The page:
Several police departments around the country also told Newsweek they were preparing for a surge in political violence as restrictions eased and summer warmed major cities.

Though mass shootings have increased, lockdown restrictions have entirely or partially closed traditional targets like schools, places of worship, entertainment venues, and retail locations.

Shootings at such locations—in recent years including the Las Vegas shooting, the Marjory Stoneman Douglas High School shooting, and the Sandy Hook Elementary School—have traditionally been the deadliest and most traumatizing to the nation.

Combining America's re-opening with the trend of increasing violence has prompted fears of a new wave of high-profile mass shootings, layered on top of already-surging violence. Americans are also buying guns at record rates, swelling personal armories in a nation that is already home to more civilian-owned firearms than any other.

The pandemic has exacerbated issues of generational poverty and deprivation in America which feed into gang activity and high rates of violence, particularly in America's biggest cities and among minority communities. Gun violence remains the leading cause of death for Black men in the U.S. aged between 15 and 34, for example.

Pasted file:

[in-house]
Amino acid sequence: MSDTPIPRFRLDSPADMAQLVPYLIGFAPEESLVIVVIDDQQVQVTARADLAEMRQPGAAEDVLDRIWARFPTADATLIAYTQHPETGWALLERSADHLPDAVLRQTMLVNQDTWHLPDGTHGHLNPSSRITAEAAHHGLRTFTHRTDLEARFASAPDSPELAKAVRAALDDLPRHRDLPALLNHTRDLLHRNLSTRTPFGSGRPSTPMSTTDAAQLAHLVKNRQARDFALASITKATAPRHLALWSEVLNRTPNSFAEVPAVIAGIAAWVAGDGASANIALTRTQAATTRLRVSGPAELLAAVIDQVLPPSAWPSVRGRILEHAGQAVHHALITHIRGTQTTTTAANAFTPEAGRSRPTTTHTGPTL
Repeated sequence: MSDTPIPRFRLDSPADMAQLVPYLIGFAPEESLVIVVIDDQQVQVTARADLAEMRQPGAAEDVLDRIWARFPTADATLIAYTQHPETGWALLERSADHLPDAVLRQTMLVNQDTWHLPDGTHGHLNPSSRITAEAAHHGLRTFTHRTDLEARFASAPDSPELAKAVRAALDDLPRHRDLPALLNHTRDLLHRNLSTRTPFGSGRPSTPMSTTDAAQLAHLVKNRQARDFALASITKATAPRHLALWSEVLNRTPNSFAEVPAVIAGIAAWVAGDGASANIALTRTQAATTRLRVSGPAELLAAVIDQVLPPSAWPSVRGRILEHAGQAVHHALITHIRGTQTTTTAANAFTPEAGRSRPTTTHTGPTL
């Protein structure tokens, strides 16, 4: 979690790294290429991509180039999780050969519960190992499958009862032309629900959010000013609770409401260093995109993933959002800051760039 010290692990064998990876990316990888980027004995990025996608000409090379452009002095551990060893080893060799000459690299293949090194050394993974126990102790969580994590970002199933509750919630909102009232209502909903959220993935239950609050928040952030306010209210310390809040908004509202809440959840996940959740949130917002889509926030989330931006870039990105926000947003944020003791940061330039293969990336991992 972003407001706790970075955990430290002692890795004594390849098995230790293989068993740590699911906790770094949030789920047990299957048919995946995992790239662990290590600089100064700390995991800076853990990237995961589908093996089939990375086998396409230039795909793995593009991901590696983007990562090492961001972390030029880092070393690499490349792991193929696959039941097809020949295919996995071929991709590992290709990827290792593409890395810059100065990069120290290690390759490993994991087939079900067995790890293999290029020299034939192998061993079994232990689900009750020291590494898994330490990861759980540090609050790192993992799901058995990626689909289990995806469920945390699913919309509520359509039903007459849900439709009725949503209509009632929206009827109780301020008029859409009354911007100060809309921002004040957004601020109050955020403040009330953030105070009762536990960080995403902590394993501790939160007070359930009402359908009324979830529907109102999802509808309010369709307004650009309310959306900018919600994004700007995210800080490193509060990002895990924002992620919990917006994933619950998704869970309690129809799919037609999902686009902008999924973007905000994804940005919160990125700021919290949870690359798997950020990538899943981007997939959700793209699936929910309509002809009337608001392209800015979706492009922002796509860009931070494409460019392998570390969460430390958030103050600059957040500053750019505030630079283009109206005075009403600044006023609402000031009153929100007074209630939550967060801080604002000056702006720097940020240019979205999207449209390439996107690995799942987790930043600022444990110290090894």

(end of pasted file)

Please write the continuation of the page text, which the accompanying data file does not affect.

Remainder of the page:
Like law enforcement, gun reform advocates are also worried about what the rest of the year might bring.

"Gun violence is an epidemic within the pandemic, full stop," Wilcox said. "Gun violence in cities has gotten worse throughout the pandemic. This is an extremely troubling trend and we're glad to see the Biden-Harris administration treating gun violence like the public health crisis that it is."

Markham said that without significant investment and regulation, community gun crime will continue. "Reopening itself is not what causes gun violence and mass shootings," he said of easing coronavirus restrictions.

"Retreating back to our 'normal' unfortunately means rising rates of mass shootings. For generations, those who are elected to represent us have sat idly by while rates of mass shootings have continued to increase.

"This should not be normal—it is unacceptable, and we need our leaders to take action to prevent these atrocities."

Despite the violence, the Democrats will have to fight tooth and nail for reform, even with control of the White House and both chambers of Congress.

Texas Governor Greg Abbott, a Republican, said Biden was making a "liberal power grab," adding he would not allow any such measures in his state.

House Republican Leader Kevin McCarthy (R-CA) said the new rules would "surely result in unconstitutional overreach," vowing that "Republicans will strongly oppose and pursue every option—be it legislative or judicial—to protect the right to keep and bear arms."